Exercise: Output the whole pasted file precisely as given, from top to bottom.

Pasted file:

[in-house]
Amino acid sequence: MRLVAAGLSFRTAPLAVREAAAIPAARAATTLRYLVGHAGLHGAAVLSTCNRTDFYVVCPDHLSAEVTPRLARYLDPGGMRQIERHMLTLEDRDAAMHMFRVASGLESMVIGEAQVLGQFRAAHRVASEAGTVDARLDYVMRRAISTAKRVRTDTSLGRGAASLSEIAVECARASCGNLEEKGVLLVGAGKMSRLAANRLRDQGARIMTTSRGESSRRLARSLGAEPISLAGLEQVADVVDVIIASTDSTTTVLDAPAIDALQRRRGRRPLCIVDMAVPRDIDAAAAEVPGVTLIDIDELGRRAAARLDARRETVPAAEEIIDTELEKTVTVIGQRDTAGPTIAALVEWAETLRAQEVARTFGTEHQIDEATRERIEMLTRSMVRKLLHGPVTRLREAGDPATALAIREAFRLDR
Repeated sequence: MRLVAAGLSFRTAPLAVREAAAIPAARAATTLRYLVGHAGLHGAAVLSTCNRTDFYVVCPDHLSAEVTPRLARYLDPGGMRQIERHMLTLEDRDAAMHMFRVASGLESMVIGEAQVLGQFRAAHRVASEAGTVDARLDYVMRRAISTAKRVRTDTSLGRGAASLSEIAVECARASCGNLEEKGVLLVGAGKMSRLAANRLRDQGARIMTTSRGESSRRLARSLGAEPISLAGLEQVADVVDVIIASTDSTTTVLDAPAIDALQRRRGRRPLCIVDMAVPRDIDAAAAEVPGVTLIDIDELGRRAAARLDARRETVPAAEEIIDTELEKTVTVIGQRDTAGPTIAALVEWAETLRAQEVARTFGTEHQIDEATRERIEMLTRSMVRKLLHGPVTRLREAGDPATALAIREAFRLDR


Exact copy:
[in-house]
Amino acid sequence: MRLVAAGLSFRTAPLAVREAAAIPAARAATTLRYLVGHAGLHGAAVLSTCNRTDFYVVCPDHLSAEVTPRLARYLDPGGMRQIERHMLTLEDRDAAMHMFRVASGLESMVIGEAQVLGQFRAAHRVASEAGTVDARLDYVMRRAISTAKRVRTDTSLGRGAASLSEIAVECARASCGNLEEKGVLLVGAGKMSRLAANRLRDQGARIMTTSRGESSRRLARSLGAEPISLAGLEQVADVVDVIIASTDSTTTVLDAPAIDALQRRRGRRPLCIVDMAVPRDIDAAAAEVPGVTLIDIDELGRRAAARLDARRETVPAAEEIIDTELEKTVTVIGQRDTAGPTIAALVEWAETLRAQEVARTFGTEHQIDEATRERIEMLTRSMVRKLLHGPVTRLREAGDPATALAIREAFRLDR
Repeated sequence: MRLVAAGLSFRTAPLAVREAAAIPAARAATTLRYLVGHAGLHGAAVLSTCNRTDFYVVCPDHLSAEVTPRLARYLDPGGMRQIERHMLTLEDRDAAMHMFRVASGLESMVIGEAQVLGQFRAAHRVASEAGTVDARLDYVMRRAISTAKRVRTDTSLGRGAASLSEIAVECARASCGNLEEKGVLLVGAGKMSRLAANRLRDQGARIMTTSRGESSRRLARSLGAEPISLAGLEQVADVVDVIIASTDSTTTVLDAPAIDALQRRRGRRPLCIVDMAVPRDIDAAAAEVPGVTLIDIDELGRRAAARLDARRETVPAAEEIIDTELEKTVTVIGQRDTAGPTIAALVEWAETLRAQEVARTFGTEHQIDEATRERIEMLTRSMVRKLLHGPVTRLREAGDPATALAIREAFRLDR